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Dr Andreas Finkelmeyer, Newcastle University - Using MRI to investigate the ANS in ME/CFS

Discussion in 'Latest ME/CFS Research' started by Sasha, Oct 3, 2015.

  1. Sasha

    Sasha Fine, thank you

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    Just came across this - haven't had a chance to watch it yet. Dr Finkelmeyer is at Newcastle University (UK).

    Edit: watched it now. It's introducing a study that was underway - with any luck the results will be coming up soon, but the video itself wasn't especially informative.

     
    Last edited: Oct 3, 2015
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  2. aimossy

    aimossy Senior Member

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    I think its an excellent study! Thanks @Sasha .
     
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  3. Effi

    Effi Senior Member

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    Very interesting study! Thanks for posting @Sasha
    The sound on the video is really bad with lots of very sharp background noises, so I thought I'd make a little report on what he said.

    The first part you can easily skip (to 6:33). He explains what an MRI is and why an MRI is a good method to use (non-invasive etc.) Then he explains what the Autonomic Nervous System (ANS) is and that a dysfunction there causes many of the symptoms in me/cfs. In the study he will especially focus on heart rate and blood pressure. The MRIs may provide new insights into autonomic (dys)function of PWME.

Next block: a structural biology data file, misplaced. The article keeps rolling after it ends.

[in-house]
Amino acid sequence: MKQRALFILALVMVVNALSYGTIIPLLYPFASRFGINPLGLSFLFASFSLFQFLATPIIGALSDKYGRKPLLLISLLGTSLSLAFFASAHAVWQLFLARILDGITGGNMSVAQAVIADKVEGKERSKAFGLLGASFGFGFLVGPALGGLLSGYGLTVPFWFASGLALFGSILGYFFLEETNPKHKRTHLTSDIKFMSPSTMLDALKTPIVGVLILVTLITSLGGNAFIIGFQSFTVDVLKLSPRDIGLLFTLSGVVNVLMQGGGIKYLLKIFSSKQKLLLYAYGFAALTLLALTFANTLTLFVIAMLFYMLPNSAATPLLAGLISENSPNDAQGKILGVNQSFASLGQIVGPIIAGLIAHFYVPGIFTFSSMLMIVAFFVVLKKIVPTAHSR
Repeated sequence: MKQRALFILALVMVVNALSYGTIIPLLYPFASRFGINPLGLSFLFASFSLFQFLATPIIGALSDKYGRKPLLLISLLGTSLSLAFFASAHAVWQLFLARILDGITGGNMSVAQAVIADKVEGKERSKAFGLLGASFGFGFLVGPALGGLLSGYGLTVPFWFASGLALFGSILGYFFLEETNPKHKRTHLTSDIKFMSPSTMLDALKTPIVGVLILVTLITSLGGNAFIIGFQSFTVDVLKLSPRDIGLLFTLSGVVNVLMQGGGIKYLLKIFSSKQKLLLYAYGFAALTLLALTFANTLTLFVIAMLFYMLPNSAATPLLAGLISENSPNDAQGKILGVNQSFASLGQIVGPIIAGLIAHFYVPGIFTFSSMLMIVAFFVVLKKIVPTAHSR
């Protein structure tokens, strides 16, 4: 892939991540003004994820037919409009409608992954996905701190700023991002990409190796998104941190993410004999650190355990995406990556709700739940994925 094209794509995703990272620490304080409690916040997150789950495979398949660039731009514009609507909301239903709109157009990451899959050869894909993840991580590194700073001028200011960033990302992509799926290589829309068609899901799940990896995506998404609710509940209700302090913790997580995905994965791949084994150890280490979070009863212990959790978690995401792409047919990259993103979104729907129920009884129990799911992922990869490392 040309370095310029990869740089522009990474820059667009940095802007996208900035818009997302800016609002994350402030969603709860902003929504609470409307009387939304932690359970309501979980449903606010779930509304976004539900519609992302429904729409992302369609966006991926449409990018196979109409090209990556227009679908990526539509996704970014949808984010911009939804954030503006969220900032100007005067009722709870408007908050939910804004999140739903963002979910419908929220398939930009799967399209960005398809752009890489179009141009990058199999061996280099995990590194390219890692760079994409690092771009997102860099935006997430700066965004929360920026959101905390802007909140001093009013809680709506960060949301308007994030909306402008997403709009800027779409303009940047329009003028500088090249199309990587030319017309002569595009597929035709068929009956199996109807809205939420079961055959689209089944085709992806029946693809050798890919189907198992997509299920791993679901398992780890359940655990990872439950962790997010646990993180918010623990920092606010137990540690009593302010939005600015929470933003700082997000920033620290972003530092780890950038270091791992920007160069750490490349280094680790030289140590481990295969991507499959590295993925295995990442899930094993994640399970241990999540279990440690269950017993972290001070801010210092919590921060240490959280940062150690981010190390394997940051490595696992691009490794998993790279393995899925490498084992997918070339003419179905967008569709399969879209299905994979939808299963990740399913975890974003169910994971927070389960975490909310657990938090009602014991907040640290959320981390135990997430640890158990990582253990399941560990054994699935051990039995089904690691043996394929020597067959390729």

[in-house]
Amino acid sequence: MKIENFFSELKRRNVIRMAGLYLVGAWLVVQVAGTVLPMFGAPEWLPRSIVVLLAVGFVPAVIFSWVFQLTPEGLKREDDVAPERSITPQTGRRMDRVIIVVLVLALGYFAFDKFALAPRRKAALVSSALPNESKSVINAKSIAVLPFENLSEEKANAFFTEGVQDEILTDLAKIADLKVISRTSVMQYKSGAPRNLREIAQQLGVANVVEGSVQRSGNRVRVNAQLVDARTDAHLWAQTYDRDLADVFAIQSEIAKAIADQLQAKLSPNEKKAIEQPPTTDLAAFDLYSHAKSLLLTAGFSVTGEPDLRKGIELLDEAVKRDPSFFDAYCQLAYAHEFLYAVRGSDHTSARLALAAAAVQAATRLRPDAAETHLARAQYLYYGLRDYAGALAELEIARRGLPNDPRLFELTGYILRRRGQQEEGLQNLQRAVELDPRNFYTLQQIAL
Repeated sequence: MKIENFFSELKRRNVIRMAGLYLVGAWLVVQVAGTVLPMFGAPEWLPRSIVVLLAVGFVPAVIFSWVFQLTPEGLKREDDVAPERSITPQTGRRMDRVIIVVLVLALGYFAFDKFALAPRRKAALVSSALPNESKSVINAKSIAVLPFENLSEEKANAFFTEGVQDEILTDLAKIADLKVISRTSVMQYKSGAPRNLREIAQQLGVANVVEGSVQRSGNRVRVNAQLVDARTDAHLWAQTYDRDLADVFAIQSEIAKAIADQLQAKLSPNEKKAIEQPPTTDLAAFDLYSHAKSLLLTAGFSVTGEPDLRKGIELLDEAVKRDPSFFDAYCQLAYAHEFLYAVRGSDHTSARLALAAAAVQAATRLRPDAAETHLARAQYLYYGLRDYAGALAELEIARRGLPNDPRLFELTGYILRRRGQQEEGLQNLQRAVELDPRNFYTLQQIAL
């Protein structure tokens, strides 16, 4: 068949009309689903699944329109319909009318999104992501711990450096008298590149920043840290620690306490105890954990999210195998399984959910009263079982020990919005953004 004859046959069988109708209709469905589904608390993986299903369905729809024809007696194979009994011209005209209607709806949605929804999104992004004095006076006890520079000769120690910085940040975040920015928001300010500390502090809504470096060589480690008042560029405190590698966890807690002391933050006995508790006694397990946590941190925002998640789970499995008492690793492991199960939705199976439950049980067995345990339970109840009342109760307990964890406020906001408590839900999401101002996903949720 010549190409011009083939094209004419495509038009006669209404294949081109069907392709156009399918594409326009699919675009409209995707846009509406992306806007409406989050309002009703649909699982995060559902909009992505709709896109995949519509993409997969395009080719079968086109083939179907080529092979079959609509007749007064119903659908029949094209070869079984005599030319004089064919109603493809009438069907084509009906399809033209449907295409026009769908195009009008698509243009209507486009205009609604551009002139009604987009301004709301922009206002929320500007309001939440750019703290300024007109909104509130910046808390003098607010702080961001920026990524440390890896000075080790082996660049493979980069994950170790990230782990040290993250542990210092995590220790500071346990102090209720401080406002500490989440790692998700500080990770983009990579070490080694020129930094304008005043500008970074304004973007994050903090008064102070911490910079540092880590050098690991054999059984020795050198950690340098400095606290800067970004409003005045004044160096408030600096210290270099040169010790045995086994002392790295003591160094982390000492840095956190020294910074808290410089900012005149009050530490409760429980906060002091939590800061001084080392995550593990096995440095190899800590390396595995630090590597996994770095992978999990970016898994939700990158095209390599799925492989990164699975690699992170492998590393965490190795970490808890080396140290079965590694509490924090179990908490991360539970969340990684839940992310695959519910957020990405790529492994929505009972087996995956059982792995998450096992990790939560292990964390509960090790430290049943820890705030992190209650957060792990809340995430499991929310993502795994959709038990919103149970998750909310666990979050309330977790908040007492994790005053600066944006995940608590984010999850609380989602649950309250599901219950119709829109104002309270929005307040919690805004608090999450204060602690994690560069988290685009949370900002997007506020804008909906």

(End of data collection at the time of the video was expected by early 2014.)

    Which MRIs did they take/study?

    1. liver & brain fMRI (valsalva manoeuver) = breathing in, and forcefully trying to blow air out while e.g. closing nose and mouth. This activates the ANS and gives a very typical scan pattern result in brain/liver of healthy patients (to do with blood flow in these organs, if I understood correctly). They expect this to be a different pattern in pwme, because they have already seen a remarkable difference in a very small pre-study of appr. 5 patients.

    2. heart MRI (stroke volume) = how much blood the heart is able to pump out

    3. brain blood flow & intracraneal pressure = scan approx. between the base of the back of the skull and the nose, measuring the speed of liquids flowing to and from the brain. This way they can study differences in blood volume and intracraneal pressure in patients vs. healthy controls.

    Looking forward to the results!!
     
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  4. charles shepherd

    charles shepherd Senior Member

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    I haven't yet watched the video but assume it links in with the study on ANS dysfunction at Newcastle University that is being funded by the MRC. There will be an update on this at the Research Collaborative conference in October.

    MR/J002712/1

    PI: Professor Julia Newton, Newcastle University

    Title: Understanding the pathogenesis of autonomic dysfunction in chronic fatigue syndrome and its relationship with cognitive impairment

    Start Date: 01/06/2012

    End Date: 31/05/2015

    Award Amount: £454,573.48

    Lay Summary

    Chronic fatigue syndrome (CFS) occurs in 0.2-0.4% of Europe's population, can affect all ages and currently its cause is unclear. Abnormality of the autonomic nervous system is recognised in over three quarters of those with CFS and is a plausible physiological mediator of the symptoms that are characteristic of CFS and fatigue in other chronic diseases. Autonomic nervous system dysfunction is characterised by symptoms of dizziness and lightheadedness when standing up, symptoms that we have shown to be present in nearly 90% of people with CFS, and the severity of which have been shown to predict the ability of CFS patients to function (more so than the severity of fatigue). Despite this, the mechanisms by which autonomic dysfunction arises in those with chronic fatigue syndrome are not understood and as a result treatments limited.